Former wing commander assumes state's top Air Guard leadership post

Story by: Tech Sgt. Jason Melton
Posted: 12/2/2017
Former 155th Air Refueling commander, James "Bob" Stevenson was promoted to the rank of brigadier general, Dec. 2, during a ceremony where many family members, including his daughters, helped promote and congratulate him.(Nebraska National Guard photo by Lt. Col. Kevin Hynes)

Nebraska Air National Guard Col. James “Bob” Stevenson Jr. was promoted to the rank of brigadier general and assumed the position of assistant adjutant general of the Nebraska Air National Guard during a promotion and change of command ceremony conducted Dec. 2 at the Nebraska National Guard Joint Force Headquarters in Lincoln.

As the assistant adjutant general for air, Stevenson will now be responsible for the organization, training and equipage of the Nebraska Air National Guard, which includes the 155th Air Refueling Wing in Lincoln and the 170th Group at Offutt Air Force Base.

Prior to his current position, Stevenson served as Nebraska Air National Guard director of operations within the Nebraska National Guard’s Joint Force Headquarters. Prior to that, he served as the commander of the 155th Air Refueling Wing – the second oldest Air National Guard unit in the nation – and commander of the 170th Group.

Maj. Gen. Daryl Bohac, Nebraska adjutant general, presided over the ceremonies and spoke on the importance of the promotion and change of command in relation to the Nebraska Air National Guard’s diverse, worldwide mission.

“I have no doubt Bob will perform superbly as our next assistant adjutant general of the Nebraska Air National Guard,” Bohac said. “He’s a great spokesman and he’s done a number of things nationally already.”

For example, Bohac said, during Stevenson’s recent tenure as the commander of the 155th Air Refueling Wing, he maintained an “amazing track record” of accident-free flying hours during a multi-year era when the unit set numerous annual records for flying while additionally setting the tone for why safety matters.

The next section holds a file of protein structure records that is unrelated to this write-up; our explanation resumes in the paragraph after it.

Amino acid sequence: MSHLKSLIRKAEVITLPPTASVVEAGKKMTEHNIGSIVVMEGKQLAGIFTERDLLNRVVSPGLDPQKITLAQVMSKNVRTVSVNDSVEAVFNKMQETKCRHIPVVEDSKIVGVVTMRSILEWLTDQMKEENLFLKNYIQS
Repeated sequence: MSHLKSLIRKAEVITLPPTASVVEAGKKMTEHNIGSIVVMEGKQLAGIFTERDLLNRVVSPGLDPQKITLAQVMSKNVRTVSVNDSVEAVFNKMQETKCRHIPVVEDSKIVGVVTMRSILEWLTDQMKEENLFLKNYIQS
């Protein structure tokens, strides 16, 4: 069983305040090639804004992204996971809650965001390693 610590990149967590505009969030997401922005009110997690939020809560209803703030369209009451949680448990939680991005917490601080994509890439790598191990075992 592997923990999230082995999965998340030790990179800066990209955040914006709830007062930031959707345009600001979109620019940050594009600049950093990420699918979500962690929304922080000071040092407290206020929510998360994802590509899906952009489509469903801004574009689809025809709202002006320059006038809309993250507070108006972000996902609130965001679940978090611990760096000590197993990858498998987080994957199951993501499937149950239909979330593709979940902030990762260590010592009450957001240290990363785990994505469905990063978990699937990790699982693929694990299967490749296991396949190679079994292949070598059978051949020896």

“You are the right person at the right time to take the position,” Bohac added.

Stevenson accepted the flag of command from Brig. Gen. Keith A. Schell, who had served in the position since January 2016. Schell is set to retire from the Nebraska Air National Guard in February 2018.

“Keith served admirably in a variety of positions in the Nebraska National Guard,” Bohac said. “Without fail he engaged in everything I asked him to do and engaged in areas where he didn’t need to be told to.”

Most importantly, Bohac said, Schell was a constant advocate for the Airmen of the Nebraska Air National Guard.

“I am grateful for your service, and on behalf of the Airmen of the Nebraska Air National Guard, thank you for what you have done,” Bohac added.

In completing his assignment, Schell thanked the members of the Nebraska Air National Guard for their support, adding that he was humbled to have been given the chance to lead the Nebraska Air National Guard as the assistant adjutant general. He said he has confidence that Stevenson is ready to take the Nebraska Air National Guard to even greater heights.

“To Bob, a friend and hard worker, I look forward to sitting on the sidelines and watching you do what you do best.”

Stevenson said he appreciates the opportunity to continue to build upon the work done by Schell and other Nebraska Air Guard leaders.

“Brigadier General Schell, thank you for your diligent and dedicated oversight and concern for the Nebraska Air National Guard during your incredible career and more specifically in your tenure as the (assistant adjutant general),” Stevenson said. “I will try to preserve your legacy.”

Stevenson said he was humbled to be taking on his new title and rank.

“It is a little uncomfortable for the focus to be on me because why we’re here is really about this organization’s people and the role that it plays in the defense and stabilization of the nation,” Stevenson said.

Stevenson joined the Guard in 1997 following eight years in the U.S. Air Force. He has flown more than 4,000 hours and is a veteran of the wars in Iraq and Afghanistan. He said that his career and personal life have shown him the importance mentoring and developing teamwork can have.

“Each one of us can positively encourage and help others,” he said. “You never know what one little thing you do will make all the difference that creates your legacy, changes someone else’s life and may impact families for generations.”